Home
 
Choose Your City
Change City

Group gets second chance

Struggling to find a place to sleep each night was Jonathan Robert’s main priority in high school, a trend that would continue and spiral out of control when he entered the job market.

Struggling to find a place to sleep each night was Jonathan Robert’s main priority in high school, a trend that would continue and spiral out of control when he entered the job market.

“I was out on the streets panhandling, and the next thing I knew, I was out doing illegal activity. I lived carelessly and found myself in bad situations, often,” he said.

Robert, 29, joins a group of a dozen inner-city youth struggling to enter the workforce, whose resumés are padded by years of homelessness, teenage parenthood, drug abuse, and stints in jail.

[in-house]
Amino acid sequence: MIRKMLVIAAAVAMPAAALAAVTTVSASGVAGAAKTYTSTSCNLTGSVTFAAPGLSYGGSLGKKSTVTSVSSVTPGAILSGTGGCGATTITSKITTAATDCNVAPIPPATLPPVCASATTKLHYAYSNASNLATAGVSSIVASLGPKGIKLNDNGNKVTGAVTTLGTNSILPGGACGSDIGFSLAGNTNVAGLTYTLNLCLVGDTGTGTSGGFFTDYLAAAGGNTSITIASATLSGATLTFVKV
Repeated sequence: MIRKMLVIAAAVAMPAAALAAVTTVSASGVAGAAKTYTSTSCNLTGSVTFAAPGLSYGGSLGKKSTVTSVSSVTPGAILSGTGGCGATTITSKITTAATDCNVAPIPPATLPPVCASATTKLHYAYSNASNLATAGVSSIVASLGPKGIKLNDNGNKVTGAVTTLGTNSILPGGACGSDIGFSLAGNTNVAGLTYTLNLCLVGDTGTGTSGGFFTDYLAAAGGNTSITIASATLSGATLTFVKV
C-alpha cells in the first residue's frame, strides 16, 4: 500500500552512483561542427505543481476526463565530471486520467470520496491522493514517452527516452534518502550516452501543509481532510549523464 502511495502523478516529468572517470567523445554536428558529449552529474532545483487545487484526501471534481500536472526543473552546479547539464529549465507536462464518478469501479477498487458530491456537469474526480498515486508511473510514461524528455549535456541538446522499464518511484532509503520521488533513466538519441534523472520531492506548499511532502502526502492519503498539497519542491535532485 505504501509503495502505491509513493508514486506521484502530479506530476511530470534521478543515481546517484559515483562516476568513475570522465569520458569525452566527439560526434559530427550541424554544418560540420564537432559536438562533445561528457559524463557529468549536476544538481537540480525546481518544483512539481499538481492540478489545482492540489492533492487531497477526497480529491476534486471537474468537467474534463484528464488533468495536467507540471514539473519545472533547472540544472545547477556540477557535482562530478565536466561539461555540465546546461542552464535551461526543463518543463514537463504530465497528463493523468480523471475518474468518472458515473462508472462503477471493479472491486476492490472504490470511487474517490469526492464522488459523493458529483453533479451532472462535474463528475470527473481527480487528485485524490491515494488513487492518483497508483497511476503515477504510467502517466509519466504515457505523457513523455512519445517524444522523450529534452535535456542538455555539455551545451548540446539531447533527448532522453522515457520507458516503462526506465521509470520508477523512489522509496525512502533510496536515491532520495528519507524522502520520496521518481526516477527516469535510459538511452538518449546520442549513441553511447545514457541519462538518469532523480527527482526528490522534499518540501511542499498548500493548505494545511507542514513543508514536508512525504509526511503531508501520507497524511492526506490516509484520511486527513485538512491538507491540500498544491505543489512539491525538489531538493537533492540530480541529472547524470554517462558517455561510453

A boost of more than $200,000 from the federal government will give the selected group a chance to recognize and hone its “employabilities.”

A 16-week program at the Action for Communities Society of Edmonton called Skills Link will help each participant realize his or her own existing talents, and arm them with skill sets needed to retain employment in a competitive market.

“They need help with simple life skills, not just job training. They’ll get it here,” said MP Laurie Hawn.

“They’re bright young people that may not have had the opportunities that some of us have had.”

Robert said feeling isolated from working-class people his age contributed to difficulty getting a job, adding the new program is a lifesaver.

“I hope to gain stability to become more confident, keep my word, and understand what it is to earn a living.”

 
 
You Might Also Like